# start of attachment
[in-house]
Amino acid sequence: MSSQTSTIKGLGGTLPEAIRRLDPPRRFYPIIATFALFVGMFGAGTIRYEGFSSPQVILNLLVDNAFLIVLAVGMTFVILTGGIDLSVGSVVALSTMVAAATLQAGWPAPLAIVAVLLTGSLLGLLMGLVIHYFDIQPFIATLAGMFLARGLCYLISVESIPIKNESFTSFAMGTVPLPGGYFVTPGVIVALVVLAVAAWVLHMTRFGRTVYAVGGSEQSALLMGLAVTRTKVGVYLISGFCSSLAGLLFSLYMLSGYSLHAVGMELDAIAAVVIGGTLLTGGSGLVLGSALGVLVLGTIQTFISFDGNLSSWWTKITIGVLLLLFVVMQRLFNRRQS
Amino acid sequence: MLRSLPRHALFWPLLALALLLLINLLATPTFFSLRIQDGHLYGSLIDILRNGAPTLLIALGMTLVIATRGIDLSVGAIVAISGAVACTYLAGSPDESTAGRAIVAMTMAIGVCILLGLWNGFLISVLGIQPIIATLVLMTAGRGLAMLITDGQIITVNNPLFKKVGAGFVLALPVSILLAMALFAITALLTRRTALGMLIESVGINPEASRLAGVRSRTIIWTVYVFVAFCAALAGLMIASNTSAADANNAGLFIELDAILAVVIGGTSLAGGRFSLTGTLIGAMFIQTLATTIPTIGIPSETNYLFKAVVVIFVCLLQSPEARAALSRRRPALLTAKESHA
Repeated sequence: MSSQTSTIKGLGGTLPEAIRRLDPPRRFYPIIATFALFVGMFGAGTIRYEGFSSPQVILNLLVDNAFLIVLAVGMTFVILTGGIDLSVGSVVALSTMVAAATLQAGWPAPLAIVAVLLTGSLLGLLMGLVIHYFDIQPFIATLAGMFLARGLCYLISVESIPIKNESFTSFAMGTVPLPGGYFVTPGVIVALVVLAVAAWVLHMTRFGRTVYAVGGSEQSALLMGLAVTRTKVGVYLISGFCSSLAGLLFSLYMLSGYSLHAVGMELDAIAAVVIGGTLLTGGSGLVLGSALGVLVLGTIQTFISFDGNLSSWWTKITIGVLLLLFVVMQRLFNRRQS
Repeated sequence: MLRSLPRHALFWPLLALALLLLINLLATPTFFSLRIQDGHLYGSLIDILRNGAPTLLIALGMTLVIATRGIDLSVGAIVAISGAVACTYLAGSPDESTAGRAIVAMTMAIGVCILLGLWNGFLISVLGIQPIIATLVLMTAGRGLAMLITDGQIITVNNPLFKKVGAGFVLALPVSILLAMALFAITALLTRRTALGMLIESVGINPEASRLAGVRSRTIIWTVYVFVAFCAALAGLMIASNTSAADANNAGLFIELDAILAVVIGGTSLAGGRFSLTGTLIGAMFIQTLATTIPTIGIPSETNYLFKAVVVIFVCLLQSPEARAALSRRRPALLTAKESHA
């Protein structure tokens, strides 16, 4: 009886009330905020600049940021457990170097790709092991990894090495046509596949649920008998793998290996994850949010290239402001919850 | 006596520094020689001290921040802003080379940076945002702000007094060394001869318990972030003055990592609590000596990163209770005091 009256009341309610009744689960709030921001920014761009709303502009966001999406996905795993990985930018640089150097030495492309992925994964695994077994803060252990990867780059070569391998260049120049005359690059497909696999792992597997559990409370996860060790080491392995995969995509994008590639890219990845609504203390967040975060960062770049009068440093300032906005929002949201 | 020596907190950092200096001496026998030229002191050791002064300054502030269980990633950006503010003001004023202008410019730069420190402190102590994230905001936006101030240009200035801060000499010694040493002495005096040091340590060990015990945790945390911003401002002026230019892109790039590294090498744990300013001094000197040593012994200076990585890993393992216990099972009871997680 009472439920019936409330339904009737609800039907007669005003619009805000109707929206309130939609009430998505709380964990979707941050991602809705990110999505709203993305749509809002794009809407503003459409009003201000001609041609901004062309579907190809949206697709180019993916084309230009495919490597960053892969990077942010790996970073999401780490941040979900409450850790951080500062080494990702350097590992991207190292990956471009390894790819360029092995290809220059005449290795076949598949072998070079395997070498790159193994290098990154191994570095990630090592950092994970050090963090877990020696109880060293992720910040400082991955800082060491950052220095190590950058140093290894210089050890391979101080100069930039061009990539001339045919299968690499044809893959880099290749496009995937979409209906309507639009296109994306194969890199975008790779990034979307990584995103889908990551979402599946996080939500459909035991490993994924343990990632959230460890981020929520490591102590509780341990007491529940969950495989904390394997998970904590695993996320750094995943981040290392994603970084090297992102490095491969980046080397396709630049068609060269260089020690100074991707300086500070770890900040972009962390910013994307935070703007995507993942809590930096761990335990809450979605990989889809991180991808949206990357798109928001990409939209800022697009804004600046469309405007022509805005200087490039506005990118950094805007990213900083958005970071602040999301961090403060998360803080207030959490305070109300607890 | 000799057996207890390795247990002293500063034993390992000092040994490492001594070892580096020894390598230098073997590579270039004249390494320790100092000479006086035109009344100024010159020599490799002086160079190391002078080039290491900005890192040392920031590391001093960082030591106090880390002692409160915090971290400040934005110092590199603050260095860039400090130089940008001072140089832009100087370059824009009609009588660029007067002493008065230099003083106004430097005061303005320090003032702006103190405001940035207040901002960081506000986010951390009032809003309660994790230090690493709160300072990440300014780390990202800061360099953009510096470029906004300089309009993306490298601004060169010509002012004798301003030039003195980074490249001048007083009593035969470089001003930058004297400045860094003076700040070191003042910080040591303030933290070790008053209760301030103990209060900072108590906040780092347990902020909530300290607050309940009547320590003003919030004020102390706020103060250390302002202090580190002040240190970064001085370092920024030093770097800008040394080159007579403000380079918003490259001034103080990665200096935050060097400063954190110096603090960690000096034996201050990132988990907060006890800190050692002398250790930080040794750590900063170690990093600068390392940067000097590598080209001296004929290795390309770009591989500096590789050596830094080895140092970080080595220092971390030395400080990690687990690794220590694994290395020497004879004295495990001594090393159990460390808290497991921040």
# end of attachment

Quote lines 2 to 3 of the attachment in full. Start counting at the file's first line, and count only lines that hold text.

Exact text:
Amino acid sequence: MSSQTSTIKGLGGTLPEAIRRLDPPRRFYPIIATFALFVGMFGAGTIRYEGFSSPQVILNLLVDNAFLIVLAVGMTFVILTGGIDLSVGSVVALSTMVAAATLQAGWPAPLAIVAVLLTGSLLGLLMGLVIHYFDIQPFIATLAGMFLARGLCYLISVESIPIKNESFTSFAMGTVPLPGGYFVTPGVIVALVVLAVAAWVLHMTRFGRTVYAVGGSEQSALLMGLAVTRTKVGVYLISGFCSSLAGLLFSLYMLSGYSLHAVGMELDAIAAVVIGGTLLTGGSGLVLGSALGVLVLGTIQTFISFDGNLSSWWTKITIGVLLLLFVVMQRLFNRRQS
Amino acid sequence: MLRSLPRHALFWPLLALALLLLINLLATPTFFSLRIQDGHLYGSLIDILRNGAPTLLIALGMTLVIATRGIDLSVGAIVAISGAVACTYLAGSPDESTAGRAIVAMTMAIGVCILLGLWNGFLISVLGIQPIIATLVLMTAGRGLAMLITDGQIITVNNPLFKKVGAGFVLALPVSILLAMALFAITALLTRRTALGMLIESVGINPEASRLAGVRSRTIIWTVYVFVAFCAALAGLMIASNTSAADANNAGLFIELDAILAVVIGGTSLAGGRFSLTGTLIGAMFIQTLATTIPTIGIPSETNYLFKAVVVIFVCLLQSPEARAALSRRRPALLTAKESHA